Full Moon and Violet Skies at Tablas Creek
Telling the Tablas Creek story... without words

Rhone Rangers and the value of communal marketing

RR_NewLogo_Lg On Tuesday, I handed off the presidency of the board of the Rhone Rangers to Josh Bendick of Holly's Hill Vineyards in the Sierra Foothills after a two-year term.  I've served on the organization's board for seven years now, a long time in the world of nonprofit boards.  And I'm not going anywhere; I have two more years as a member of the executive committee (the past president becomes a vice president during his or her successor's tenure to provide continuity in leadership) and I'm sure I'll stay on the board for a while after that.

But moving out of the formal leadership position in an organization to which I've dedicated a lot of time and mental energy over the last several years has made me reflective both about how far we've come as an organization and where I feel we've fallen short.  My main goal five years ago was to transform the Rhone Rangers from an organization whose sole output was a once-a-year event (our San Francisco Grand Tasting) to one which reached many more parts of the country and provided value to its members year-round.  I think we've largely succeeded at both of my main goals.  My principal regret is that we still only represent about a tenth of the producers we could, and I've struggled more than I thought I would to convince other producers of the organization's value.  I'll spend some time exploring that, but it's worth noting what we've been able to achieve in the past five years, principally:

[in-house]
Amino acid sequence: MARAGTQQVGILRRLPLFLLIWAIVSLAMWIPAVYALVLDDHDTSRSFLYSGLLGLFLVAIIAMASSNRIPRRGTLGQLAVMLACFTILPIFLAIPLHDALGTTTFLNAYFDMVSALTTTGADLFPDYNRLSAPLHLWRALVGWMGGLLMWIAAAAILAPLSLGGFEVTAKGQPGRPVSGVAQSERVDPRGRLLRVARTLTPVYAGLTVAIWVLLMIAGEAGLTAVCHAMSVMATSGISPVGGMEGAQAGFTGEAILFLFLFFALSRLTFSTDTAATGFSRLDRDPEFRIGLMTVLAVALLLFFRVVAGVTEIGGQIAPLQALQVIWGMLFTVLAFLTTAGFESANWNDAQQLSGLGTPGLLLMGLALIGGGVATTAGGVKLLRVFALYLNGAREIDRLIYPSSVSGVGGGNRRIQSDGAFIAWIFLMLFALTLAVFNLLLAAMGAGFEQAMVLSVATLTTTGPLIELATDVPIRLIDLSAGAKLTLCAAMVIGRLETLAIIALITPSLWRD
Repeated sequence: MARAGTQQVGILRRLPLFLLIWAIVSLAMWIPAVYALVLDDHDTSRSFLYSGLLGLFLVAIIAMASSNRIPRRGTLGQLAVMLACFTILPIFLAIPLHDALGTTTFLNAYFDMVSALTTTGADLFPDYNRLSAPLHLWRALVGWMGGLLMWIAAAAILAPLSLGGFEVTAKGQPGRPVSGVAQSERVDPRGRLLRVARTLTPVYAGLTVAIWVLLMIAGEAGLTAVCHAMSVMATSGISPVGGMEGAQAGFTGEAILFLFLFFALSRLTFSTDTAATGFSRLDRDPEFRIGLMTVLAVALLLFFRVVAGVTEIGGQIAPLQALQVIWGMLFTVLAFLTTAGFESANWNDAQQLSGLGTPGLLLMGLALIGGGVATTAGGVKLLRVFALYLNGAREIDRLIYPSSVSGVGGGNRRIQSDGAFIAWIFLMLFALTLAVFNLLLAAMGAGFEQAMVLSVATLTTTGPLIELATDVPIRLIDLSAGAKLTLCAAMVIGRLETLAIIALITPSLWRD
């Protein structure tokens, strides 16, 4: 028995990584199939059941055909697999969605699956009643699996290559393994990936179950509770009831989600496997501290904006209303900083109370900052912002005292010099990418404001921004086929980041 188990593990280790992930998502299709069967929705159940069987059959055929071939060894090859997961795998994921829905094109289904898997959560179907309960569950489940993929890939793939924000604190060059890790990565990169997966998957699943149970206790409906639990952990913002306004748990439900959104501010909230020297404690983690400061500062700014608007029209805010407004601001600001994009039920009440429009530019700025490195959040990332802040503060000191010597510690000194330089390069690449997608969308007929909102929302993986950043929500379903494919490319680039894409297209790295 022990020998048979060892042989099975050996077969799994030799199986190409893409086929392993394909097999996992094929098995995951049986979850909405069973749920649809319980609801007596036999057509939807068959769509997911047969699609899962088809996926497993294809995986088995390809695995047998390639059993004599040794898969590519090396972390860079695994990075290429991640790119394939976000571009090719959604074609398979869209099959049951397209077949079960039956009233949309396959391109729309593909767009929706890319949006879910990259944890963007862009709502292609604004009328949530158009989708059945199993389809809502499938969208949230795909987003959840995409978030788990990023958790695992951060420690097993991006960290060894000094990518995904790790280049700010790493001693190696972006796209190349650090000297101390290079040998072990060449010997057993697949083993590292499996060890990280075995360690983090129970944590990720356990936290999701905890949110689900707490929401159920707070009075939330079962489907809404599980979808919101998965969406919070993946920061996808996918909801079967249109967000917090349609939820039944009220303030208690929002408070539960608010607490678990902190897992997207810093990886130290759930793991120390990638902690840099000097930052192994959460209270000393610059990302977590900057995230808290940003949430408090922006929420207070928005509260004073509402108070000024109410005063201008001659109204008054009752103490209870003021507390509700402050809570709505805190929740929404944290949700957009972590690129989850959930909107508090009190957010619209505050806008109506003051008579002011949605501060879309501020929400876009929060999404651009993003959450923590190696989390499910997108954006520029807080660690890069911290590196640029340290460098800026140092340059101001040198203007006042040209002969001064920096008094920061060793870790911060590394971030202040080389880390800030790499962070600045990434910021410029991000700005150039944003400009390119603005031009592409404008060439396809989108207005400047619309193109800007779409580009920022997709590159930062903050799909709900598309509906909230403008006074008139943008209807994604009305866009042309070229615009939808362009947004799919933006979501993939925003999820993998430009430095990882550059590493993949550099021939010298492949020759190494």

• Put the organization back on sound financial footing.  Five years ago, we had to get a credit line from our bank, each November our cash flow dipped dangerously low, and the viability of the organization was threatened.  Now we have enough cash in the bank to know that we'll be able to continue each year, we've regularized the billing and invoicing so that its flow is more predictable and wineries have an incentive to renew early and spare us the November dip, and we've opened up several new sources of revenue.  Combined, sponsorships, associate memberships and our live auction make us less dependent upon ticket sales at our San Francisco event and our winery membership fees.  The key figure in this effort has been our Executive Director Cheryl Quist, who we hired four years ago and whose dedication to the organization and whose relentless work ethic has made all the difference.